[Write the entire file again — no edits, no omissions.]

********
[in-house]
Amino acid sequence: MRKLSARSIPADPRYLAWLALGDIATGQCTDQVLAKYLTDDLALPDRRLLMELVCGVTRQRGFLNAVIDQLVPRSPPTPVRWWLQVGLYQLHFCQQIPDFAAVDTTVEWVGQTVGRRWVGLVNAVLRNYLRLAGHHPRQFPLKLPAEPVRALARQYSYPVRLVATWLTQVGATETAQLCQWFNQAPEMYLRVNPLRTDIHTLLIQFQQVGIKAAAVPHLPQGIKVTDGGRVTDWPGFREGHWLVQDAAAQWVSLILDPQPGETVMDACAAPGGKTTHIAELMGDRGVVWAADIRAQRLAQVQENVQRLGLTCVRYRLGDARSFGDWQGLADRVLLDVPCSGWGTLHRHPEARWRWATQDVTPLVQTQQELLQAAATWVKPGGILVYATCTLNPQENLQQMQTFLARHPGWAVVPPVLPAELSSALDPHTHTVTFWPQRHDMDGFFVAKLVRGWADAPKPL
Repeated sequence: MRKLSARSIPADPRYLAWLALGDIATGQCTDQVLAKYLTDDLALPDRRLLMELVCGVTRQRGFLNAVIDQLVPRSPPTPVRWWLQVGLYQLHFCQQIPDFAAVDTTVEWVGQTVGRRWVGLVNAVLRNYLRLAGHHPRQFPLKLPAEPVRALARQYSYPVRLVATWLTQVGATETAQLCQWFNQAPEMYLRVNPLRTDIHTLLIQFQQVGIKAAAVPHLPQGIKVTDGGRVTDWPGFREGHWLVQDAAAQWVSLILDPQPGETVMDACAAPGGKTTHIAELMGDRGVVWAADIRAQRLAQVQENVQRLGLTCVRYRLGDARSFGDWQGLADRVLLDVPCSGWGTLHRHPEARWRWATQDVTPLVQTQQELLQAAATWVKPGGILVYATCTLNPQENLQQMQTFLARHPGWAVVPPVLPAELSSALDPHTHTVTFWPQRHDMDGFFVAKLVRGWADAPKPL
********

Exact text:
[in-house]
Amino acid sequence: MRKLSARSIPADPRYLAWLALGDIATGQCTDQVLAKYLTDDLALPDRRLLMELVCGVTRQRGFLNAVIDQLVPRSPPTPVRWWLQVGLYQLHFCQQIPDFAAVDTTVEWVGQTVGRRWVGLVNAVLRNYLRLAGHHPRQFPLKLPAEPVRALARQYSYPVRLVATWLTQVGATETAQLCQWFNQAPEMYLRVNPLRTDIHTLLIQFQQVGIKAAAVPHLPQGIKVTDGGRVTDWPGFREGHWLVQDAAAQWVSLILDPQPGETVMDACAAPGGKTTHIAELMGDRGVVWAADIRAQRLAQVQENVQRLGLTCVRYRLGDARSFGDWQGLADRVLLDVPCSGWGTLHRHPEARWRWATQDVTPLVQTQQELLQAAATWVKPGGILVYATCTLNPQENLQQMQTFLARHPGWAVVPPVLPAELSSALDPHTHTVTFWPQRHDMDGFFVAKLVRGWADAPKPL
Repeated sequence: MRKLSARSIPADPRYLAWLALGDIATGQCTDQVLAKYLTDDLALPDRRLLMELVCGVTRQRGFLNAVIDQLVPRSPPTPVRWWLQVGLYQLHFCQQIPDFAAVDTTVEWVGQTVGRRWVGLVNAVLRNYLRLAGHHPRQFPLKLPAEPVRALARQYSYPVRLVATWLTQVGATETAQLCQWFNQAPEMYLRVNPLRTDIHTLLIQFQQVGIKAAAVPHLPQGIKVTDGGRVTDWPGFREGHWLVQDAAAQWVSLILDPQPGETVMDACAAPGGKTTHIAELMGDRGVVWAADIRAQRLAQVQENVQRLGLTCVRYRLGDARSFGDWQGLADRVLLDVPCSGWGTLHRHPEARWRWATQDVTPLVQTQQELLQAAATWVKPGGILVYATCTLNPQENLQQMQTFLARHPGWAVVPPVLPAELSSALDPHTHTVTFWPQRHDMDGFFVAKLVRGWADAPKPL